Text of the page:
World Library  
Flag as Inappropriate
Email this Article

Wing fence

Article Id: WHEBN0002622241
Reproduction Date:

Title: Wing fence  
Author: World Heritage Encyclopedia
Language: English
Subject: Vortilon, DFS 346, Bréguet Br 900 Louisette, Lavochkin La-190, Fritz X
Collection: Aircraft Wing Components
Publisher: World Heritage Encyclopedia
Publication
Date:
 

Wing fence

The MiG-17 included prominent wing fences
Close up of the wing fences of an East German Air Force Su-22

Wing fences, also known as boundary layer fences and potential fences are fixed aerodynamic devices attached to aircraft wings. Often seen on swept-wing aircraft, wing fences are flat plates fixed to the upper surfaces parallel to the airflow, typically wrapping around the leading edge. By obstructing span-wise airflow along the wing, they prevent the entire wing from stalling at once, as opposed to wingtip devices, which increase aerodynamic efficiency by seeking to recover wing vortex energy.

As a swept-wing aircraft slows toward the stall speed of the wing, the angle of the leading edge forces some of the airflow sidewise, toward the wing tip. This process is progressive, airflow near the middle of the wing is affected not only by the leading edge angle, but also the spanwise airflow from the wing root. At the wing tip the airflow can end up being almost all spanwise, as opposed to front-to-back over the wing, meaning that the effective airspeed drops well below the stall. Because the geometry of swept wings typically places the wingtips of an aircraft aft of its center of gravity, lift generated at the wingtips tends to create a nose-down pitching moment. When the wingtips stall, both the lift and the associated nose-down pitching moment rapidly diminish. The loss of the nose-down pitching moment leaves the previously balanced aircraft with a net nose-up pitching moment. This forces the nose of the aircraft up, increasing the angle of attack and leading to stall over a greater portion of the wing. The result is a rapid and powerful pitch-up followed by a complete stall, a difficult situation for a pilot to recover from.[1] The "Sabre dance" (which caused many F-100 Super Sabres to crash) is a notable example of this behavior.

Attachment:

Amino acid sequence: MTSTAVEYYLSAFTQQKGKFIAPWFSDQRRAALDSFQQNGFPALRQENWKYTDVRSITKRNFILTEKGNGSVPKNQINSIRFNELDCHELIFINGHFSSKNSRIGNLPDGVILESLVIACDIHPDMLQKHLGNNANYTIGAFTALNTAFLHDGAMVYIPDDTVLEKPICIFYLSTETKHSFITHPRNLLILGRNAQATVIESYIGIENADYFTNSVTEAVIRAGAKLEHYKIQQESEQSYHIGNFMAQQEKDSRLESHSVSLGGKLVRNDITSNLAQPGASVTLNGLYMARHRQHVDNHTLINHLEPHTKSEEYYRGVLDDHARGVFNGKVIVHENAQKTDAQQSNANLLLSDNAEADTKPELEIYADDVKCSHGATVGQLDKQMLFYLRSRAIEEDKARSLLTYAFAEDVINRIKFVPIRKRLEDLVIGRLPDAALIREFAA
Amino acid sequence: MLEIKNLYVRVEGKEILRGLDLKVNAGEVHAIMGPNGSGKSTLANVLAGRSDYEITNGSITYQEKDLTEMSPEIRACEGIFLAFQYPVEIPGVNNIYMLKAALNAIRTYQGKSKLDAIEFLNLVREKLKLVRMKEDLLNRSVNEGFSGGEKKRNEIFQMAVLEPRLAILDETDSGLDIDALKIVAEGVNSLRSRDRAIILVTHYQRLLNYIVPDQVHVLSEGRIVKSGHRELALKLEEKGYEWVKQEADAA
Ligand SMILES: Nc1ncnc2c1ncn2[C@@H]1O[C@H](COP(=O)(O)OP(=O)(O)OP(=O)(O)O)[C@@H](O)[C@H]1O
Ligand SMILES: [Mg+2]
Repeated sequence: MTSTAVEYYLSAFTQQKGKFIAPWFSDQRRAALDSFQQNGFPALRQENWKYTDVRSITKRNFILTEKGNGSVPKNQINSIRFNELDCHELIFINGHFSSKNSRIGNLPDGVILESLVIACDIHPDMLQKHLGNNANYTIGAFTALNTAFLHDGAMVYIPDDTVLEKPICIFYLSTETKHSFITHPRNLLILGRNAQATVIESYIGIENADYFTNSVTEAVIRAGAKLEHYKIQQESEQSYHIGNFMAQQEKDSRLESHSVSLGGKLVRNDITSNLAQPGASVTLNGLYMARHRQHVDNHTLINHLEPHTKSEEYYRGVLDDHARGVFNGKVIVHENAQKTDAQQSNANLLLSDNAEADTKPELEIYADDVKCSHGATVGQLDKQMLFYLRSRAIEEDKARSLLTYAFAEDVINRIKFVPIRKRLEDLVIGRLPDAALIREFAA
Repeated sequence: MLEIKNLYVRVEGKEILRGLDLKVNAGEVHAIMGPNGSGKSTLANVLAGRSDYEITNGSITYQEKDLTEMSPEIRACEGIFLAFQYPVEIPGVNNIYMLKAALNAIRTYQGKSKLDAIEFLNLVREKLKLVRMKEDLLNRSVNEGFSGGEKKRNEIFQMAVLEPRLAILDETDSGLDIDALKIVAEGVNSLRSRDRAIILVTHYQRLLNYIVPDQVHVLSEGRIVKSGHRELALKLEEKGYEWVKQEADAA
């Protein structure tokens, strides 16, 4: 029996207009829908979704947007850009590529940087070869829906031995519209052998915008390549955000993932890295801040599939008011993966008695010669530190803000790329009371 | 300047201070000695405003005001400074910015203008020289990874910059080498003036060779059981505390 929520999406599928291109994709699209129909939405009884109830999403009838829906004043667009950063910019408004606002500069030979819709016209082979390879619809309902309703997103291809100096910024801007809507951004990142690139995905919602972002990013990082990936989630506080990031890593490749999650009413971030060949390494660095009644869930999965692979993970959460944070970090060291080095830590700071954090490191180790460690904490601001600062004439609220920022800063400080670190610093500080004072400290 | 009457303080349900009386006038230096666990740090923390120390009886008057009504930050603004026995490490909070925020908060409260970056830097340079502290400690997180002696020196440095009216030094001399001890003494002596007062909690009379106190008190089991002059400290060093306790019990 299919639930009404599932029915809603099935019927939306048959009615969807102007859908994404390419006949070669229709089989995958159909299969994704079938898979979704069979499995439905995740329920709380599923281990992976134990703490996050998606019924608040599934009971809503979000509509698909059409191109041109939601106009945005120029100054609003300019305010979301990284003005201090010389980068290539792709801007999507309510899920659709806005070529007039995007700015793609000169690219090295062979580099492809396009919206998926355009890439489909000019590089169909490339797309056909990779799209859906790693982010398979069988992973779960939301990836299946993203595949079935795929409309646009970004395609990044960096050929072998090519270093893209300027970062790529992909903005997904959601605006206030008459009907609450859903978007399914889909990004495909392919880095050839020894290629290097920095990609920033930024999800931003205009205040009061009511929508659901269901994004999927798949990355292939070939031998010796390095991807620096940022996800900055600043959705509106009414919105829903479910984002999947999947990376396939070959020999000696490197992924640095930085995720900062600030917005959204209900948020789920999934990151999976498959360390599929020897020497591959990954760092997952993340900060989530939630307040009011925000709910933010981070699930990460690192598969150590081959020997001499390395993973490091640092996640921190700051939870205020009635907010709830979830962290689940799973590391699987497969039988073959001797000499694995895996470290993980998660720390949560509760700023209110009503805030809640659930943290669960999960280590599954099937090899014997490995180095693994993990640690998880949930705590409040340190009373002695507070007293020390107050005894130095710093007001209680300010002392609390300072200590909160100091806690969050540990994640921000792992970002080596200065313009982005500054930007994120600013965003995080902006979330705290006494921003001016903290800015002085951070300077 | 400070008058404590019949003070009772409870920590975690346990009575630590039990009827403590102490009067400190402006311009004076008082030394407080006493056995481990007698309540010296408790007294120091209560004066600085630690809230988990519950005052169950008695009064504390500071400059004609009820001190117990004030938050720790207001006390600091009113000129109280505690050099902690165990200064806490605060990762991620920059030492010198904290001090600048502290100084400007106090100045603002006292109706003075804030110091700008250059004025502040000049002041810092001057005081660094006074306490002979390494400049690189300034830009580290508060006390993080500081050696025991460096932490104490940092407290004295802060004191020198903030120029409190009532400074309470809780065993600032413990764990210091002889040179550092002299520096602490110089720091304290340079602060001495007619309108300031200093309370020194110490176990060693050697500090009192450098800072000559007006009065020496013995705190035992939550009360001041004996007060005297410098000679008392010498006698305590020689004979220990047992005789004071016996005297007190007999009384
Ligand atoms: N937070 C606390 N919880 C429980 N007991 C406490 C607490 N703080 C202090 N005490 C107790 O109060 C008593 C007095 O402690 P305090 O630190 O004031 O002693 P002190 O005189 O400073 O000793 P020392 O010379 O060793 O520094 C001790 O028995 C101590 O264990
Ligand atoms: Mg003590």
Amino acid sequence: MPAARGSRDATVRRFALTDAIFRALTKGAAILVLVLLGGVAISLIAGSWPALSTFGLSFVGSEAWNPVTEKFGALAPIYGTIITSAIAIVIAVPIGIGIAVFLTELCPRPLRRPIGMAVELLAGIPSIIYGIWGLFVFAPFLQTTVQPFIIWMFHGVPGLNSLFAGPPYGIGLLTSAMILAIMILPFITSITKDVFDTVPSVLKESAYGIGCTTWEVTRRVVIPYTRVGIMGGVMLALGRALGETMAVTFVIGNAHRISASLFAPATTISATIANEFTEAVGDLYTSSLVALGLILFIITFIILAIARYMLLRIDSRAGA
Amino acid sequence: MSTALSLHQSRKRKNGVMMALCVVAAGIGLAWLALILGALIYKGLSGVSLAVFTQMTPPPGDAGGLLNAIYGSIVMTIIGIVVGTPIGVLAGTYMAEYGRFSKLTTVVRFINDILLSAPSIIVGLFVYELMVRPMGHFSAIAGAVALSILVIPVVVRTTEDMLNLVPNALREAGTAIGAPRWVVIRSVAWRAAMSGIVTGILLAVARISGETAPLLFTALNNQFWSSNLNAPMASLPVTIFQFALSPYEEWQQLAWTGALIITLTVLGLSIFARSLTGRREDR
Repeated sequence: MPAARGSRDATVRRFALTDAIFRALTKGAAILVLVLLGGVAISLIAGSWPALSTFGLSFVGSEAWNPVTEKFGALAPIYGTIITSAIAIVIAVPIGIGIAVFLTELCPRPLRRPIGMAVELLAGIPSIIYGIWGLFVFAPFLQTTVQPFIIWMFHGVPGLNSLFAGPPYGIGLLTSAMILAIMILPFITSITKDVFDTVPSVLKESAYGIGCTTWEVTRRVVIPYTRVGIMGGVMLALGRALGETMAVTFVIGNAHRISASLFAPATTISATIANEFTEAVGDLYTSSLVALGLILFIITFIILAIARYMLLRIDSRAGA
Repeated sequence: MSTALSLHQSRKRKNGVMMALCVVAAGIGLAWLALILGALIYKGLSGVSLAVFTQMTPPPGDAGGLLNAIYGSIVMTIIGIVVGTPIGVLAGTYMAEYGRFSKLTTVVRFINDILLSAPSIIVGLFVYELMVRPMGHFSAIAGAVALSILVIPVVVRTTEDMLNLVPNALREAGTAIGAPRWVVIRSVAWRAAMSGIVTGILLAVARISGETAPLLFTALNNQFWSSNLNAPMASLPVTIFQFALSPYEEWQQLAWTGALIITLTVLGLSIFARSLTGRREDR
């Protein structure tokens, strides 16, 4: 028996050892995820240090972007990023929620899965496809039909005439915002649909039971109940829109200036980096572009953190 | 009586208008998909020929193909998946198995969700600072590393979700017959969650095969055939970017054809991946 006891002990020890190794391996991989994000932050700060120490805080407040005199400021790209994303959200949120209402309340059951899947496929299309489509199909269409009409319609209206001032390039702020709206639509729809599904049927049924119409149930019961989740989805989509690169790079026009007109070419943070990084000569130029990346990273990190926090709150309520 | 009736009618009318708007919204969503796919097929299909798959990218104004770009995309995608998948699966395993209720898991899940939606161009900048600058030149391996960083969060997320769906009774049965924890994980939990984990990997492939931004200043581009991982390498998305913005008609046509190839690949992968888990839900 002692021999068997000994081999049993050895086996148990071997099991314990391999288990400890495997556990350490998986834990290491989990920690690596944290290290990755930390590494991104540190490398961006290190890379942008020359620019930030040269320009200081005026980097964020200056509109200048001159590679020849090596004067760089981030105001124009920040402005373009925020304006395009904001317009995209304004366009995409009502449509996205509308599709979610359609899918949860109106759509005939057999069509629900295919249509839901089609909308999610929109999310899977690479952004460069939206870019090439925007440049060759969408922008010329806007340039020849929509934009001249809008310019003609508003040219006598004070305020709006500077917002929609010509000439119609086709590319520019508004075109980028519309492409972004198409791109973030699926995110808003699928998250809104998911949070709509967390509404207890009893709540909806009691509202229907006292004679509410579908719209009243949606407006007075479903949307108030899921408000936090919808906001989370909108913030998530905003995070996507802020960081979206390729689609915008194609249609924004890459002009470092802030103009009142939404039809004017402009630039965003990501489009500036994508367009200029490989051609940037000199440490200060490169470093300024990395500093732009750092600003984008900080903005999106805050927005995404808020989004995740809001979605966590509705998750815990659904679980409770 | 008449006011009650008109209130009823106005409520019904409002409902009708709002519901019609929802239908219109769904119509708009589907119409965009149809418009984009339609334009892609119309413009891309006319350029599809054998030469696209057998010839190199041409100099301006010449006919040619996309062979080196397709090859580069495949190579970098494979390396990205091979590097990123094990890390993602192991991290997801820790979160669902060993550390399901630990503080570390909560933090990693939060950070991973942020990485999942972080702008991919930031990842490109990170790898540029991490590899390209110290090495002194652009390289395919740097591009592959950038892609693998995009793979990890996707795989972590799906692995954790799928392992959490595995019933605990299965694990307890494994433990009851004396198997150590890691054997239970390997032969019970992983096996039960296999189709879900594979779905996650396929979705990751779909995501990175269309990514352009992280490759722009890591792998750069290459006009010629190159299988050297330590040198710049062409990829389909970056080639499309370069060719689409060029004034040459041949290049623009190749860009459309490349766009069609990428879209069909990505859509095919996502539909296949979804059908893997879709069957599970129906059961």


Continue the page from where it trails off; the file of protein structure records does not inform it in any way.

A Polish Sukhoi Su-20, showing the wing fences in relation to its wings

Wing fences delay, or eliminate, this effect by preventing the spanwise flow from moving too far along the wing and gaining speed. When meeting the fence, the air is directed back over the wing surface. Similar solutions included a notch in the leading edge, as seen on the Avro Arrow, or the use of slats, as on the earlier versions of the F-86. Slats can act as fences directly, in the form of their actuators, but also reduce the problem by improving the angle of attack response of the wing and moving the stall point to a lower speed.[1]

Wolfgang Liebe, who is generally credited with inventing wing fences, filed a patent[2] for it in 1938 while working on the Messerschmitt BF 109B. After World War II, Soviet military aircraft designers became known for their habit of using wing fences, using them on aircraft as varied as Mikoyan MiG-15s and Tupolev Tu-22Ms.

See also

References

  1. ^ a b Hurt, H. H. Jr., "NAVAIR 00-80T-80, Aerodynamics for Naval Aviators". Naval Air Systems Command, 1965, p. 86. at faa.gov
  2. ^ (German) DE 700625  "Vorrichtung zum Verhindern der Ausbreitung von Strömungsstörungen an Flugzeugflügeln" filed on September 27, 1938.

External links

  • Essay on wing fences at B2streamlines.com PDF
  • Wing Vortex Devices at aerospaceweb.org
This article was sourced from Creative Commons Attribution-ShareAlike License; additional terms may apply. World Heritage Encyclopedia content is assembled from numerous content providers, Open Access Publishing, and in compliance with The Fair Access to Science and Technology Research Act (FASTR), Wikimedia Foundation, Inc., Public Library of Science, The Encyclopedia of Life, Open Book Publishers (OBP), PubMed, U.S. National Library of Medicine, National Center for Biotechnology Information, U.S. National Library of Medicine, National Institutes of Health (NIH), U.S. Department of Health & Human Services, and USA.gov, which sources content from all federal, state, local, tribal, and territorial government publication portals (.gov, .mil, .edu). Funding for USA.gov and content contributors is made possible from the U.S. Congress, E-Government Act of 2002.
 
Crowd sourced content that is contributed to World Heritage Encyclopedia is peer reviewed and edited by our editorial staff to ensure quality scholarly research articles.
 
By using this site, you agree to the Terms of Use and Privacy Policy. World Heritage Encyclopedia™ is a registered trademark of the World Public Library Association, a non-profit organization.
 


Copyright © World Library Foundation. All rights reserved. eBooks from Project Gutenberg are sponsored by the World Library Foundation,
a 501c(4) Member's Support Non-Profit Organization, and is NOT affiliated with any governmental agency or department.